Okay, let me clear some things. I don’t “hate” training arms, I just don’t enjoy training them, especially biceps. It isn’t that I have inferior strength or development, it’s just because it’s boring. 

While most guys would love nothing more than to do 10 sets of bicep curls each workout, I just don’t find direct arm exercises to be all that exciting or effective for that matter.

All you do for biceps is curls. Barbell curl, dumbbell curl, incline bench curl, preacher bench curl, concentration curl, cable curl, hammer curl, reverse curl, seated curl, and the list can go on and on.

Triceps aren’t much more exciting. Traditionally for triceps, you extend the arm—that’s it. But it’s still a lot more enjoyable than training biceps.


Most guys start off by curling 5-10 kgs, then within a year they’re up at 20-25 kgs. And after that… progression slows down to a halt.

You’re not going to see many (if any) guys in the gym curling past 30 kgs with strict controlled form. Sure you can find a bunch of guys curling 40-50+ kg dumbbells on YouTube but they are always using shit form or they’re juicing.

The truth is, you won’t be doing 50 kg dumbbell curls with good form no matter how many years of you have been training. The biceps are just too small of a muscle to handle that load.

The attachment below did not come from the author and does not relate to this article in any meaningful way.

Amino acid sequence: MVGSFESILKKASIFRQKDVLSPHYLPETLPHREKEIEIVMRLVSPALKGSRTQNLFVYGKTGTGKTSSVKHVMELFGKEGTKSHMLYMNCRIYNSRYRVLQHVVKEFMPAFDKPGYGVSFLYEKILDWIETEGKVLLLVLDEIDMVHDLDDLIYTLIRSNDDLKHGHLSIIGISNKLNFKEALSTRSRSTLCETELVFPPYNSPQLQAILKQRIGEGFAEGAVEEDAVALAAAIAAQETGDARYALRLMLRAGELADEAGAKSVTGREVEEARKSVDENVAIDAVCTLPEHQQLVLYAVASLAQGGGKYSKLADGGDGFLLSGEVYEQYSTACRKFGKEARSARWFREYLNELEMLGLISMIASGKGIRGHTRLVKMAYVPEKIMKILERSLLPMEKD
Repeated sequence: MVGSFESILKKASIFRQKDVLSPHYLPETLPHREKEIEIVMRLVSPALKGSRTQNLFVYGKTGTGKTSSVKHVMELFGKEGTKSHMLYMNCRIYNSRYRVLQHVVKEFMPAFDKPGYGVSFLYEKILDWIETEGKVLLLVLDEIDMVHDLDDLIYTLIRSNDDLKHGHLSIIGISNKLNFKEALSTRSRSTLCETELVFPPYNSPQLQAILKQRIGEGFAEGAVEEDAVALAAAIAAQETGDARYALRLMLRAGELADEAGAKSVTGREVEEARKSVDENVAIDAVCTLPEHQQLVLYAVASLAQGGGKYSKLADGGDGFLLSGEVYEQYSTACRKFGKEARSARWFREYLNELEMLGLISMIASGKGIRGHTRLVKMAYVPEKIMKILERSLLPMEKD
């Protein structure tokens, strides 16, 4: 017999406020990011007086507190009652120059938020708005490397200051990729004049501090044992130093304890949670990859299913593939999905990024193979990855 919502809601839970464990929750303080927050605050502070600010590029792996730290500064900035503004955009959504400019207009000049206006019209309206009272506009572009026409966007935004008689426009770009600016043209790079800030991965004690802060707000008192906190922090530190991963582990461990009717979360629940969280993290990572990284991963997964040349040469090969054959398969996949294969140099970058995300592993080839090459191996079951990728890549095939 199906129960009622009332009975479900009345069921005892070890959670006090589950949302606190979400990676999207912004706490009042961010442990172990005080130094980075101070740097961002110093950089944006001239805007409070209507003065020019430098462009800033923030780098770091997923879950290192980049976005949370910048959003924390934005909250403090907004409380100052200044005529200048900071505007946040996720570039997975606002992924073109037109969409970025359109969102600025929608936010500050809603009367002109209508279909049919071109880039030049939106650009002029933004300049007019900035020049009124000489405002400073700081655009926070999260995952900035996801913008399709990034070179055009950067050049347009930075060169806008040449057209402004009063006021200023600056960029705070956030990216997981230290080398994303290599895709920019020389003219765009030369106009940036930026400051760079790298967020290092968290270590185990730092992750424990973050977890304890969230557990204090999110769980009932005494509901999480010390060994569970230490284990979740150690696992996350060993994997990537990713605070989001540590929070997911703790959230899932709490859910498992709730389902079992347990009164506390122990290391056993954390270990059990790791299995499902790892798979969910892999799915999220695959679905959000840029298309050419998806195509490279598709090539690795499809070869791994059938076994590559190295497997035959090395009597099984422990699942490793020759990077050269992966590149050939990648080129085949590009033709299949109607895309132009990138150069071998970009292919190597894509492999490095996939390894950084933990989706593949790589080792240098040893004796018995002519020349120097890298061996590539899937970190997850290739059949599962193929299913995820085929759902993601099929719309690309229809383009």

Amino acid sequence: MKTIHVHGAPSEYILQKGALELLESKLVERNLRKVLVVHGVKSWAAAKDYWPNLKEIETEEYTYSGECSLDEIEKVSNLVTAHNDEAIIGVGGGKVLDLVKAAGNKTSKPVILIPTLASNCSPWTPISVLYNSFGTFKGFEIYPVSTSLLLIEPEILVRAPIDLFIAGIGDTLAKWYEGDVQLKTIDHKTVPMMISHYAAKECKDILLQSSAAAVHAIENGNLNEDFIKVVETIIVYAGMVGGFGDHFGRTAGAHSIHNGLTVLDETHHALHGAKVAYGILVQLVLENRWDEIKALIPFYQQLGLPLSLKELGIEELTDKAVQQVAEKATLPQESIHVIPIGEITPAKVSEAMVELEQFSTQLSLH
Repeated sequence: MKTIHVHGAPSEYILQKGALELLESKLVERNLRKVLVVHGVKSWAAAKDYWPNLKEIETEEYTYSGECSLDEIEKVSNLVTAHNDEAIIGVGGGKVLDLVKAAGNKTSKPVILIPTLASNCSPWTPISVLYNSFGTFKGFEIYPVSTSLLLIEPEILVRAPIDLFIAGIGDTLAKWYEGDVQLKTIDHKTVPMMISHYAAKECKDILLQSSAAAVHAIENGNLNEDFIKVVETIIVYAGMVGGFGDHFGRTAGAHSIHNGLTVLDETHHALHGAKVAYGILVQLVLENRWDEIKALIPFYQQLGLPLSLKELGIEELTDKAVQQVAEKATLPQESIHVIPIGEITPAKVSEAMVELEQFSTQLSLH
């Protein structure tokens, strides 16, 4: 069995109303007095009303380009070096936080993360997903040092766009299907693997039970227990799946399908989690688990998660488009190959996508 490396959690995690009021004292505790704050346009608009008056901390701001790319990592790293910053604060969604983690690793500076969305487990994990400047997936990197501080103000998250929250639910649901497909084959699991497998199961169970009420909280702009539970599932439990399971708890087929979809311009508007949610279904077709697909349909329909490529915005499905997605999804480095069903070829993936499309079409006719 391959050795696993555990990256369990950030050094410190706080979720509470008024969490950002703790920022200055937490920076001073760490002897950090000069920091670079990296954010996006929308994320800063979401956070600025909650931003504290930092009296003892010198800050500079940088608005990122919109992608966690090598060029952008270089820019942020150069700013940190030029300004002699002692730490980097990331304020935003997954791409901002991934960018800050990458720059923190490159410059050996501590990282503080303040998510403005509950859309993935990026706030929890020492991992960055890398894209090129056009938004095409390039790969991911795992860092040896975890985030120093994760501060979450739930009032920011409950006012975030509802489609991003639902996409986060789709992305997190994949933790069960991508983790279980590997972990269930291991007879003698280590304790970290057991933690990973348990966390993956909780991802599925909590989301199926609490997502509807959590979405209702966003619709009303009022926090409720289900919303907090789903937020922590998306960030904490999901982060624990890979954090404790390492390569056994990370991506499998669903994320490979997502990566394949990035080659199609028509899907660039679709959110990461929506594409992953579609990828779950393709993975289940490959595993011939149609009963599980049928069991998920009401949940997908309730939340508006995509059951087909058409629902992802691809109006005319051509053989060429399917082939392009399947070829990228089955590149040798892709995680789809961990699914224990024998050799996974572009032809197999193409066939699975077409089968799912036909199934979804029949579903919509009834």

And this goes for any isolation exercise such as tricep extensions or even lateral raises – you will very quickly hit your upper weight limit very soon and after that increasing the weights you do will be next to impossible.


Virtually every major pushing or pulling movement will train your arms. And as you get stronger at them, your arms will grow proportionally in size. Understand that the majority of your arm gains are going to happen by getting really strong at a handful of compound movements, especially chin-ups and dips.

So think of direct arm exercises as icing on the cake.

In my opinion, instead of thinking of arm training as a series of isolated movements, think more whole-body. Visualize your arms as part of a bigger picture of functionality and mechanics, and how different angles, big body movements, and residual stimulation can affect their development. 


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